Sensitive Data and Types of Disclosures



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Sensitivity of data is a measure of the importance assigned to the data by its owner, for the purpose of denoting its need for protection. Some databases contain only sensitive data while other databases may contain no sensitive data at all. Handling databases that fall at these two extremes is relatively easy, because these can be covered by access control, which is explained in the next section. The situation becomes tricky when some of the data is sensitive while other data is not.

Several factors can cause data to be classified as sensitive:

1. Inherently sensitive. The value of the data itself may be so revealing or confidential that it becomes sensitive—for example, a person’s salary or that a patient has HIV/AIDS.

2. From a sensitive source. The source of the data may indicate a need for secrecy—for example, an informer whose identity must be kept secret.

3. Declared sensitive. The owner of the data may have explicitly declared it as sensitive.

4. A sensitive attribute or sensitive record. The particular attribute or record may have been declared sensitive—for example, the salary attribute of an employee or the salary history record in a personnel database.

5. Sensitive in relation to previously disclosed data. Some data may not be sensitive by itself but will become sensitive in the presence of some other data—for example, the exact latitude and longitude information for a location where some previously recorded event happened that was later deemed sensitive.

It is the responsibility of the database administrator and security administrator to collectively enforce the security policies of an organization. This dictates whether access should be permitted to a certain database attribute (also known as a table column or a data element) or not for individual users or for categories of users. Several factors need to be considered before deciding whether it is safe to reveal the data. The three most important factors are data availability, access acceptability, and authenticity assurance.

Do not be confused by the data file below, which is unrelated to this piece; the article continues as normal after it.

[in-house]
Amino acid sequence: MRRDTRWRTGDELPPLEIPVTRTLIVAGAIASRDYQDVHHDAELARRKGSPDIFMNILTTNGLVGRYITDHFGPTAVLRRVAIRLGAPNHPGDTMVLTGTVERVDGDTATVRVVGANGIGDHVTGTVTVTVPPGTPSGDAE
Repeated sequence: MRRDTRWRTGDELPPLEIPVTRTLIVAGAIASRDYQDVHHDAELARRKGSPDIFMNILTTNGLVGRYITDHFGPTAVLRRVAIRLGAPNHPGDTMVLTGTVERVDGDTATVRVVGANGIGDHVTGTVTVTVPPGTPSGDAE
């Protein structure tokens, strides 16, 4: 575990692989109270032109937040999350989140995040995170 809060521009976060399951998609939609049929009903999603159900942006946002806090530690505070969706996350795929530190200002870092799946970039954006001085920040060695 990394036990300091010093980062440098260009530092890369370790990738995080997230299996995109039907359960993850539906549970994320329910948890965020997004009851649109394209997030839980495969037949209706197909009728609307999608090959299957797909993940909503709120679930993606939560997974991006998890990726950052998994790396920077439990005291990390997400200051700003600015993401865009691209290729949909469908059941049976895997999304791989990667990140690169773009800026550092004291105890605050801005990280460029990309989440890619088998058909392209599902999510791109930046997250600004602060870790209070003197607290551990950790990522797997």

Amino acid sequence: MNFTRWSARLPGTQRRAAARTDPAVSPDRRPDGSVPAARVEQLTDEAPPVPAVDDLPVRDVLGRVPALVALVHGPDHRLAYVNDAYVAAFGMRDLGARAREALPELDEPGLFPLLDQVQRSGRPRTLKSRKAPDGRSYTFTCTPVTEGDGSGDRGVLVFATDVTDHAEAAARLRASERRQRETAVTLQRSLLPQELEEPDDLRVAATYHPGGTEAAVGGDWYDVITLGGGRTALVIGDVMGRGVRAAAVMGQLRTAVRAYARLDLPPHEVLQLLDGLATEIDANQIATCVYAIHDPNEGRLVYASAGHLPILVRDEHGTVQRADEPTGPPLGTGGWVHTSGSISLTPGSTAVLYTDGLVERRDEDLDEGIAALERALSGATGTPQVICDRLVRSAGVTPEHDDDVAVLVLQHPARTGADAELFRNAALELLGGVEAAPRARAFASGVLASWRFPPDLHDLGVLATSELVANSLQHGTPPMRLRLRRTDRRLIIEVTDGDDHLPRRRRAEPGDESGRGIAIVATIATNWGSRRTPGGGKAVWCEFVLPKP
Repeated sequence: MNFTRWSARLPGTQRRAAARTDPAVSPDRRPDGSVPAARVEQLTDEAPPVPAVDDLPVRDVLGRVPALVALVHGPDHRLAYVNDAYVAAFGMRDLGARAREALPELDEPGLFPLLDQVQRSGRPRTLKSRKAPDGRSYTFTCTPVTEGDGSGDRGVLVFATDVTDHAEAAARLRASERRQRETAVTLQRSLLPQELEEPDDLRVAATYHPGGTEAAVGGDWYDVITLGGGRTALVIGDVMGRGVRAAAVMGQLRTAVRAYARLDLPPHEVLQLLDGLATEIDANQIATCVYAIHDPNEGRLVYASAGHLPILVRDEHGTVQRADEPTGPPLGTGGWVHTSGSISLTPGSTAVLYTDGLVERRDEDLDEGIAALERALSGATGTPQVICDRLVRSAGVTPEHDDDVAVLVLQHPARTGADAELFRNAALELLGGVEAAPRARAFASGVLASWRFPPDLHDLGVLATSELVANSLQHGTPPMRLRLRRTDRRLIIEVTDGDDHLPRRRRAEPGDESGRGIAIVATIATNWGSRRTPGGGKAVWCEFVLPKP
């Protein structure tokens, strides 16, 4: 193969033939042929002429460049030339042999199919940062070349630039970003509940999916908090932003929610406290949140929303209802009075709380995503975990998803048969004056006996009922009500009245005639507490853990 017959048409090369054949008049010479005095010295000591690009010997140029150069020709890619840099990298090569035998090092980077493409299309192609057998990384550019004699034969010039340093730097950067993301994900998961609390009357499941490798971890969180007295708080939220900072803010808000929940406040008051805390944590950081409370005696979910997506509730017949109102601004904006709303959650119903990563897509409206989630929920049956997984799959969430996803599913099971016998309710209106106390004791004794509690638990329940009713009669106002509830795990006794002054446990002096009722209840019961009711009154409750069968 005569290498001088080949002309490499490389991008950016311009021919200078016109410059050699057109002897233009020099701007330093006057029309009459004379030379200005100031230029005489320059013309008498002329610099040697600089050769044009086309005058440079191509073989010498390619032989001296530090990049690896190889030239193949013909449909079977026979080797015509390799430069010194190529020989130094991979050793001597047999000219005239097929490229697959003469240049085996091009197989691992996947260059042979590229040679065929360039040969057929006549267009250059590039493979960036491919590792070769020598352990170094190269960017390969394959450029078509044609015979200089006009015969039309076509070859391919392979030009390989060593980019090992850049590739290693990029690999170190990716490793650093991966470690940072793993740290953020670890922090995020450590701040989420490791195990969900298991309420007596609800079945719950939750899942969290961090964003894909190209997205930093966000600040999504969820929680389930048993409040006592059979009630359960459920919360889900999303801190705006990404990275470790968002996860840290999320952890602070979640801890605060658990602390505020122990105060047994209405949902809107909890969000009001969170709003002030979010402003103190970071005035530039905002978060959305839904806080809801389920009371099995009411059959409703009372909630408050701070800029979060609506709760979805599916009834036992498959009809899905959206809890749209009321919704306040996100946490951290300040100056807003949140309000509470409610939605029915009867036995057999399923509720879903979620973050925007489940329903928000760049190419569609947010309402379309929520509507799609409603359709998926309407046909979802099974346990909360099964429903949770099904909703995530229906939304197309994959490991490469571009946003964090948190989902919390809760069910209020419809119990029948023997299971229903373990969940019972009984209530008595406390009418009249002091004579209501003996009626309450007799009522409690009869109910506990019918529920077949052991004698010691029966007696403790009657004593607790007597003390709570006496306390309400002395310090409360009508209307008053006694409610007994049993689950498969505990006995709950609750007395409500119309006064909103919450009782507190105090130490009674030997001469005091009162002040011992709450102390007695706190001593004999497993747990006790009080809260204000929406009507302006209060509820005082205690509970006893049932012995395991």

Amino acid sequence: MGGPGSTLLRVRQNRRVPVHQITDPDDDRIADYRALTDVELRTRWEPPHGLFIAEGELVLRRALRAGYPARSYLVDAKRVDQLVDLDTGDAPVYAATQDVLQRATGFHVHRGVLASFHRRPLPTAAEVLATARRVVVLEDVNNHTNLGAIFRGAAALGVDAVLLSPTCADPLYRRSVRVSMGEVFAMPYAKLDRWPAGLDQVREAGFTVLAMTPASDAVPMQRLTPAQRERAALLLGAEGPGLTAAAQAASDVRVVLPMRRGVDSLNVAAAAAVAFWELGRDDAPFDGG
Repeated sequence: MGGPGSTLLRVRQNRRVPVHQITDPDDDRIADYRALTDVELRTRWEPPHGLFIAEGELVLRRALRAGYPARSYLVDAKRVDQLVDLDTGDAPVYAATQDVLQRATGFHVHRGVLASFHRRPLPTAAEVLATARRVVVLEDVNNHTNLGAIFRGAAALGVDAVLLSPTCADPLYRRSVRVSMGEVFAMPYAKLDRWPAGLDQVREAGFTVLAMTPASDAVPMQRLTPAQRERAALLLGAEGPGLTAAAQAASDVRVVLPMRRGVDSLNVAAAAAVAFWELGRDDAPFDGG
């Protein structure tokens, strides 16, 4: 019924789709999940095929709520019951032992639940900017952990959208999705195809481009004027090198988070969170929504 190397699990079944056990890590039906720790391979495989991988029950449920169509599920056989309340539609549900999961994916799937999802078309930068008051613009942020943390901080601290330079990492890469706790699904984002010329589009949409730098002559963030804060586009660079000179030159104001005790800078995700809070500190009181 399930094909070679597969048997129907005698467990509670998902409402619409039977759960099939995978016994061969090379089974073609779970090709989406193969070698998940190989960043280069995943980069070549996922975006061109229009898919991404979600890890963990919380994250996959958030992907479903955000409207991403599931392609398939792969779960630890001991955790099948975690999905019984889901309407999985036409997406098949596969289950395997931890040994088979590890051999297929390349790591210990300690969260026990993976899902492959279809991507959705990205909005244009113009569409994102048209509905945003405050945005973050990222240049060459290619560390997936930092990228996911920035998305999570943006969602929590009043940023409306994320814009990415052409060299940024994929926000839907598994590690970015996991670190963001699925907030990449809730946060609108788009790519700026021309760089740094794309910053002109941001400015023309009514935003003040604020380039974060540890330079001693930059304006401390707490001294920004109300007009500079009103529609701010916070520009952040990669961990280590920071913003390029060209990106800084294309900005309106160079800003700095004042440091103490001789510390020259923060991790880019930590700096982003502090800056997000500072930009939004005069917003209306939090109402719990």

1. Data availability. If a user is updating a field, then this field becomes inaccessible and other users should not be able to view this data. This blocking is only temporary and only to ensure that no user sees any inaccurate data. This is typically handled by the concurrency control mechanism (see Chapter 22).

2. Access acceptability. Data should only be revealed to authorized users. A database administrator may also deny access to a user request even if the request does not directly access a sensitive data item, on the grounds that the requested data may reveal information about the sensitive data that the user is not authorized to have.

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3. Authenticity assurance. Before granting access, certain external characteristics about the user may also be considered. For example, a user may only be permitted access during working hours. The system may track previous queries to ensure that a combination of queries does not reveal sensitive data. The latter is particularly relevant to statistical database queries (see Section 24.5). The term precision, when used in the security area, refers to allowing as much as possible of the data to be available, subject to protecting exactly the subset of data that is sensitive. The definitions of security versus precision are as follows:

? Security: Means of ensuring that data is kept safe from corruption and that access to it is suitably controlled. To provide security means to disclose only nonsensitive data, and reject any query that references a sensitive field.

? Precision: To protect all sensitive data while disclosing as much nonsensitive data as possible.

The ideal combination is to maintain perfect security with maximum precision. If we want to maintain security, some sacrifice has to be made with precision. Hence there is typically a tradeoff between security and precision.  


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